Sony says that “certain PSN and Qriocity service user account information was compromised” during an illegal intrusion between April 17 and April 19. Among the personal data that was accessed: name, address, email, birthdate, PSN network login/password, PSN handle, PSN password security answers, and possibly credit card information. Sony explains that “While there is no evidence at this time that credit card data was taken, we cannot rule out the possibility.” Wow.
There has been rampant speculation since the network went down over what the cause was, with one leading theory stating that Sony was trying to stave off hackers who were attempting to pirate games and movies. But it looks like the damage is far worse: with this information, the hackers could easily make purchases using your personal information. Oh, and Sony waited a week before they told everyone that the data was compromised. Wonderful.
Sony is encouraging people to “remain vigilant” in reviewing their credit card accounts, and helpfully provides contact information for the US. credit bureaus in case you want to request a fraud alert. In addition to that, you’ll want to change the password of any account that uses the same one as your PSN login (or even the same security question).
Oh, and if you still care, Sony expects to have PSN service back up “within a week”.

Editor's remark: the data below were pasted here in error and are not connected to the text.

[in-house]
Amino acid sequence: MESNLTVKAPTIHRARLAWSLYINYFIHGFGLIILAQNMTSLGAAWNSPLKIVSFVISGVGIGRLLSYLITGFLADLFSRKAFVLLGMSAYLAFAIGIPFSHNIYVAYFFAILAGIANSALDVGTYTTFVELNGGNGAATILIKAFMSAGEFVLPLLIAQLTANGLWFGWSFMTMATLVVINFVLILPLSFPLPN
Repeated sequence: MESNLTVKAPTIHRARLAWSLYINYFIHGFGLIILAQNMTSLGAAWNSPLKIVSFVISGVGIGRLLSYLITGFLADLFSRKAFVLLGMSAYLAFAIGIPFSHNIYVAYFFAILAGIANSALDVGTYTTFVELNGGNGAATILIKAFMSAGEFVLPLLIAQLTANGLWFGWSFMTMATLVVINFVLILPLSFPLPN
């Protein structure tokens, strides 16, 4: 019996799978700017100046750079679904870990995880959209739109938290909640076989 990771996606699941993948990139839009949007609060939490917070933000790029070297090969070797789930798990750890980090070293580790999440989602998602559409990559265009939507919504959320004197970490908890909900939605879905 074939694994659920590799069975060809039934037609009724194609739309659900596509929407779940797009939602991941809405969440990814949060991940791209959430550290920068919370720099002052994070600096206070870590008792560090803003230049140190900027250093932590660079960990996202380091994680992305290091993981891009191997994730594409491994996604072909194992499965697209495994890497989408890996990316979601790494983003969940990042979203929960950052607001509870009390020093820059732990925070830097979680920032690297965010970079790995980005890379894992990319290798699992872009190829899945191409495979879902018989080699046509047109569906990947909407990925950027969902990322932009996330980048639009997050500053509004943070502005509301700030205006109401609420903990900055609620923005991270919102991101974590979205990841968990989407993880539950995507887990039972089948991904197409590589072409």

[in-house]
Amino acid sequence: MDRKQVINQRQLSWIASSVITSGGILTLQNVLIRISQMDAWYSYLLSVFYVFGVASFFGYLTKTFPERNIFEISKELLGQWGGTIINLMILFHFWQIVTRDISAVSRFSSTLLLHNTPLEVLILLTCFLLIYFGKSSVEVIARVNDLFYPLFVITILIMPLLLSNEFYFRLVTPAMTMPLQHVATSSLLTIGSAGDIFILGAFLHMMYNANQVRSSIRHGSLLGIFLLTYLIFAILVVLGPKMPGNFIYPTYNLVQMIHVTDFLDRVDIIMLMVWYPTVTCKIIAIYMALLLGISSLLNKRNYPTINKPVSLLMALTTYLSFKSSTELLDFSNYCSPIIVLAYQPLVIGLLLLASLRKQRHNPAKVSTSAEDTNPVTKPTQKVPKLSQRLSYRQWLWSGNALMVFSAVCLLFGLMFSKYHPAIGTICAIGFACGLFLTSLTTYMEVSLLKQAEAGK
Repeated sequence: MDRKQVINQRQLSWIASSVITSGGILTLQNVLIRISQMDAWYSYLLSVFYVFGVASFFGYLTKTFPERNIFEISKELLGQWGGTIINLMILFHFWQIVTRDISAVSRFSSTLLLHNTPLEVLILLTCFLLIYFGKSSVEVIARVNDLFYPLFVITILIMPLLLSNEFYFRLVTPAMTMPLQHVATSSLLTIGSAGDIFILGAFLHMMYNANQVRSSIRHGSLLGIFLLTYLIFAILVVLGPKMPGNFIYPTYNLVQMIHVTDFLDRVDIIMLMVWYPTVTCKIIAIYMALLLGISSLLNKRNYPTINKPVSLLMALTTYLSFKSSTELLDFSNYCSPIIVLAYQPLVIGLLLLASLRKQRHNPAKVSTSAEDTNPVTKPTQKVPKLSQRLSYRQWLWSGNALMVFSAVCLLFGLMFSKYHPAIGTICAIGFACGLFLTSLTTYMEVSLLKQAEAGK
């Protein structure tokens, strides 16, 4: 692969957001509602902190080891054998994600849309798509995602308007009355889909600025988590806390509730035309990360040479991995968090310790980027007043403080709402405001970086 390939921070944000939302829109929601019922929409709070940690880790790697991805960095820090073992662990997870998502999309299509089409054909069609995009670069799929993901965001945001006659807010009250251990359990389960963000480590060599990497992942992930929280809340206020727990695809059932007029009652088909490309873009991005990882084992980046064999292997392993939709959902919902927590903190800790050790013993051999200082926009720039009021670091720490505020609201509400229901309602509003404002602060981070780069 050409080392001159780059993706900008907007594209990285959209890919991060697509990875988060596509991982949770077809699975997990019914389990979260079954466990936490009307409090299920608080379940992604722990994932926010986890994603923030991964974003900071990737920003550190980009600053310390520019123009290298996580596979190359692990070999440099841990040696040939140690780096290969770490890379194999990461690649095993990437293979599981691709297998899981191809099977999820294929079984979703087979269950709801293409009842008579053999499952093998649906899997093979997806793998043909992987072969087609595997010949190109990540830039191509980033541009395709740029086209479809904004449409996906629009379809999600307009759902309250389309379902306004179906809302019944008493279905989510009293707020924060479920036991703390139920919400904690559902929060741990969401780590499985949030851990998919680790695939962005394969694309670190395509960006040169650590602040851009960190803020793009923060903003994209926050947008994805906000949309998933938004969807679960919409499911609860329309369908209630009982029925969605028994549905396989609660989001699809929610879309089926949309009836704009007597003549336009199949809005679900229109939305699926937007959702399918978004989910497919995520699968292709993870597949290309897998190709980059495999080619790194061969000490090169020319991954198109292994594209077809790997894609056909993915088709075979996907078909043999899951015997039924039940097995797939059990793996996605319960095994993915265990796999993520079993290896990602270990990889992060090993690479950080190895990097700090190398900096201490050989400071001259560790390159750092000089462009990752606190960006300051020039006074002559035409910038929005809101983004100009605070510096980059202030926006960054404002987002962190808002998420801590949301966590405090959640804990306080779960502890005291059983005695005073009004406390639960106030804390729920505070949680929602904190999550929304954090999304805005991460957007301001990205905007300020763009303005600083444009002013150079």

Here’s a portion of the announcement:
We greatly appreciate your patience, understanding and goodwill as we do whatever it takes to resolve these issues as quickly and efficiently as practicable.
Although we are still investigating the details of this incident, we believe that an unauthorized person has obtained the following information that you provided: name, address (city, state, zip), country, email address, birthdate, PlayStation Network/Qriocity password and login, and handle/PSN online ID. It is also possible that your profile data, including purchase history and billing address (city, state, zip), and your PlayStation Network/Qriocity password security answers may have been obtained. If you have authorized a sub-account for your dependent, the same data with respect to your dependent may have been obtained. While there is no evidence at this time that credit card data was taken, we cannot rule out the possibility. If you have provided your credit card data through PlayStation Network or Qriocity, out of an abundance of caution we are advising you that your credit card number (excluding security code) and expiration date may have been obtained.
For your security, we encourage you to be especially aware of email, telephone, and postal mail scams that ask for personal or sensitive information. Sony will not contact you in any way, including by email, asking for your credit card number, social security number or other personally identifiable information. If you are asked for this information, you can be confident Sony is not the entity asking. When the PlayStation Network and Qriocity services are fully restored, we strongly recommend that you log on and change your password. Additionally, if you use your PlayStation Network or Qriocity user name or password for other unrelated services or accounts, we strongly recommend that you change them, as well.